Why is Hearing Loss Harder For Men?
by Shari Eberts
December 7, 2015
Hearing loss advocate Shari Eberts has early onset adult hearing loss. She believes men suffer in greater silence and isolation, and offers ways to help those who may feel ashamed or alone.
I have hearing loss, as did my father, and believe me, it is not fun; but it seemed to have been a lot harder for him than it is for me. He did his best to hide it, smiling and nodding his way through conversations he was only pretending to hear. He never asked for help that I can remember, and could often be found sitting alone at social gatherings. I always thought he was shy, but now I know he must have been exhausted. He had given up on interacting with others.
Living with shame took its toll. Over time he withdrew from work, from relationships, and his health deteriorated. It is a sad story, and a scary one for me, given my own hearing loss, and the possibility that I have passed it along genetically to my children.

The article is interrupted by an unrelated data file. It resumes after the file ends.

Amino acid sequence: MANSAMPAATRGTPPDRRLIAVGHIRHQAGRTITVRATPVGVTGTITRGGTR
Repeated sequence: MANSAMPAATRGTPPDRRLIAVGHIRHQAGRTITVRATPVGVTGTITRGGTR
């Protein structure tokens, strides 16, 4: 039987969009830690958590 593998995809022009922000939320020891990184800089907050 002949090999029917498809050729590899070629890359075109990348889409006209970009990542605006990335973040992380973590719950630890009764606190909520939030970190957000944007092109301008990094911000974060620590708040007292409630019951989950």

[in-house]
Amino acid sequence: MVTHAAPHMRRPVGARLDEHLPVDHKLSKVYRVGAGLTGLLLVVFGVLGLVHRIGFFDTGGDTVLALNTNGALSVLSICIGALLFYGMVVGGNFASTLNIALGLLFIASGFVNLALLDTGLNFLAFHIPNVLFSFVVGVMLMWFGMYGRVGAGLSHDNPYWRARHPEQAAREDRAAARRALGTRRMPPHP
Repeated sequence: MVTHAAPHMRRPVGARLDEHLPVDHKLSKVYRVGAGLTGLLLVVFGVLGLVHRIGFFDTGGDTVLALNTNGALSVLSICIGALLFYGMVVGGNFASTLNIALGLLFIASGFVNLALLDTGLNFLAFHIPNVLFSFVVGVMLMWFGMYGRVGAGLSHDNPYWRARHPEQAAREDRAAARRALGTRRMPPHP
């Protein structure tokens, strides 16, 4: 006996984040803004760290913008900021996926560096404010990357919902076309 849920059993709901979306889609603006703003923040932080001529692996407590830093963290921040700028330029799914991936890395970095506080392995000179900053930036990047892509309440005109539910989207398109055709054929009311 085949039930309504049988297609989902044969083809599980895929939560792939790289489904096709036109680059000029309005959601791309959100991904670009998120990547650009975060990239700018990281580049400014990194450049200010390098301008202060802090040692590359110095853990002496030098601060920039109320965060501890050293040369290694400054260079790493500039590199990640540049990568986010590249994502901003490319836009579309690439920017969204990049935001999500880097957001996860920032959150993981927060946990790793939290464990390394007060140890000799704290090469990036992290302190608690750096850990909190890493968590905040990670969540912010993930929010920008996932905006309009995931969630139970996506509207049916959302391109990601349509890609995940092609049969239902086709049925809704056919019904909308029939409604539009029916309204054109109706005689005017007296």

Part of the trouble for him may have been the times. My father grew up when men were not encouraged to show emotions. Physical weakness was mocked and health problems were hidden behind closed doors, or in the case of my father, behind his sideburns grown long for that purpose. He was a product of his generation, which certainly made things harder. Hearing aid technology was also not as advanced as today, so perhaps he grew frustrated after attempts with hearing aids that did not solve his problems.